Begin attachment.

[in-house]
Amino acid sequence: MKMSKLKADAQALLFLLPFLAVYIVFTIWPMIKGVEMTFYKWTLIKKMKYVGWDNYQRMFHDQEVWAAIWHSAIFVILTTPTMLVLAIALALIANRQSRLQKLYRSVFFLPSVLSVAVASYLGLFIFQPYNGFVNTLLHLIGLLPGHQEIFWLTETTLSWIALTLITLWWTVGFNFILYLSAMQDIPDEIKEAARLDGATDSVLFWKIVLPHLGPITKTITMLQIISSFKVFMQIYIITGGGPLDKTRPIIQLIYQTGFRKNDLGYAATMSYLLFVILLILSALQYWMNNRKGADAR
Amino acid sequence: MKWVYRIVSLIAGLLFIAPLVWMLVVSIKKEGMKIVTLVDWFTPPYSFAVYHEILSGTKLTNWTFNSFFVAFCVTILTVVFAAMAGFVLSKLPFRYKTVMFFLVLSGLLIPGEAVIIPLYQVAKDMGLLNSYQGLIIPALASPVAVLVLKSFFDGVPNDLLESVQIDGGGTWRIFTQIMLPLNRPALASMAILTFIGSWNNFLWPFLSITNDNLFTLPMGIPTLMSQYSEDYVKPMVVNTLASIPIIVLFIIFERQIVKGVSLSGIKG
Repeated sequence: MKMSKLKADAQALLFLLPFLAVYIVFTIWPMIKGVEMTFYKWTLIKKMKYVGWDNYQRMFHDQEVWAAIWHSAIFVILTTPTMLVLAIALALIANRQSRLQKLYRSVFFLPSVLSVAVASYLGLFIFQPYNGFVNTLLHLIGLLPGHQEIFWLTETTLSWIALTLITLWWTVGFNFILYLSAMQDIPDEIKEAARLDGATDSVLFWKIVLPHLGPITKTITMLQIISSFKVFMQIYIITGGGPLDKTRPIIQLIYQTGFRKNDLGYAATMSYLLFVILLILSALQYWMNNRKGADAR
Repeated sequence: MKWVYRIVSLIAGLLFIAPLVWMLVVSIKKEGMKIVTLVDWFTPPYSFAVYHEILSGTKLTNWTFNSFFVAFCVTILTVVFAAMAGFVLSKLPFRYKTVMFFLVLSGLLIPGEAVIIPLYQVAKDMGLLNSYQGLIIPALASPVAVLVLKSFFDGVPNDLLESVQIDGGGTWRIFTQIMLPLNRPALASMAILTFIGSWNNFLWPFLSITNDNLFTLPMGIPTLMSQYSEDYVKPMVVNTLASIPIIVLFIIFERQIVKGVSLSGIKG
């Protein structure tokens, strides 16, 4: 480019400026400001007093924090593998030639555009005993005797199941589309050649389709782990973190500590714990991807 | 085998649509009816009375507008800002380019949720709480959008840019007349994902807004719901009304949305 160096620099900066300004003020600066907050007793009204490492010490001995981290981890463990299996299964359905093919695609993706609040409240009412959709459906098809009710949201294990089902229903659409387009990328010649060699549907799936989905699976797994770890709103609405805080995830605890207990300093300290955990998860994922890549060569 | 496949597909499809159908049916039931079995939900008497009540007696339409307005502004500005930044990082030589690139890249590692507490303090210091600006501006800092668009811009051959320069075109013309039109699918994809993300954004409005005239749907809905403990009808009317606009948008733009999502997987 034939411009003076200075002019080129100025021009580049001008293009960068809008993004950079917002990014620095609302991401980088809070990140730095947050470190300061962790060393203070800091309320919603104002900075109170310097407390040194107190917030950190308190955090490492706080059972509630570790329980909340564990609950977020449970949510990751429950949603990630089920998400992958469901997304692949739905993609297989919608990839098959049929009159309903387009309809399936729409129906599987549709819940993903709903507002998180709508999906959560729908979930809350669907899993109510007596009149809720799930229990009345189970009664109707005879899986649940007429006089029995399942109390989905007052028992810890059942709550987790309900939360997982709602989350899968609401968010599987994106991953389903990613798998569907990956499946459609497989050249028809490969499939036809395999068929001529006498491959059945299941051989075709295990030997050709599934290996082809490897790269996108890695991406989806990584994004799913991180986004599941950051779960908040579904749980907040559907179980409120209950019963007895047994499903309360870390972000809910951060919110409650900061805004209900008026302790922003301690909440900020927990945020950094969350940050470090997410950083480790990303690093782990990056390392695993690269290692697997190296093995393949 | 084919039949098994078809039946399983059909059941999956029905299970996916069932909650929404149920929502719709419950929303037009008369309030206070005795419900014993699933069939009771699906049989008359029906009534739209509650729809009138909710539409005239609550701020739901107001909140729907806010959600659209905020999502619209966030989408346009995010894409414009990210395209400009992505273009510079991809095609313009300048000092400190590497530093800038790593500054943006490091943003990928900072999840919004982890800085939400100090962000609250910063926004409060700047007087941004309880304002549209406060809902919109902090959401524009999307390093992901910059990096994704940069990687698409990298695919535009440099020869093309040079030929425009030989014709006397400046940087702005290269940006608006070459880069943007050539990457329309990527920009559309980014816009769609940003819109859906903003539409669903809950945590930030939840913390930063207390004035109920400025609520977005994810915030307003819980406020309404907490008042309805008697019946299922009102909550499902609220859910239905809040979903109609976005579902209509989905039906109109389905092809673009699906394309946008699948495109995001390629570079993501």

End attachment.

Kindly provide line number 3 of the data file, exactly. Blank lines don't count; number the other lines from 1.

Amino acid sequence: MKWVYRIVSLIAGLLFIAPLVWMLVVSIKKEGMKIVTLVDWFTPPYSFAVYHEILSGTKLTNWTFNSFFVAFCVTILTVVFAAMAGFVLSKLPFRYKTVMFFLVLSGLLIPGEAVIIPLYQVAKDMGLLNSYQGLIIPALASPVAVLVLKSFFDGVPNDLLESVQIDGGGTWRIFTQIMLPLNRPALASMAILTFIGSWNNFLWPFLSITNDNLFTLPMGIPTLMSQYSEDYVKPMVVNTLASIPIIVLFIIFERQIVKGVSLSGIKG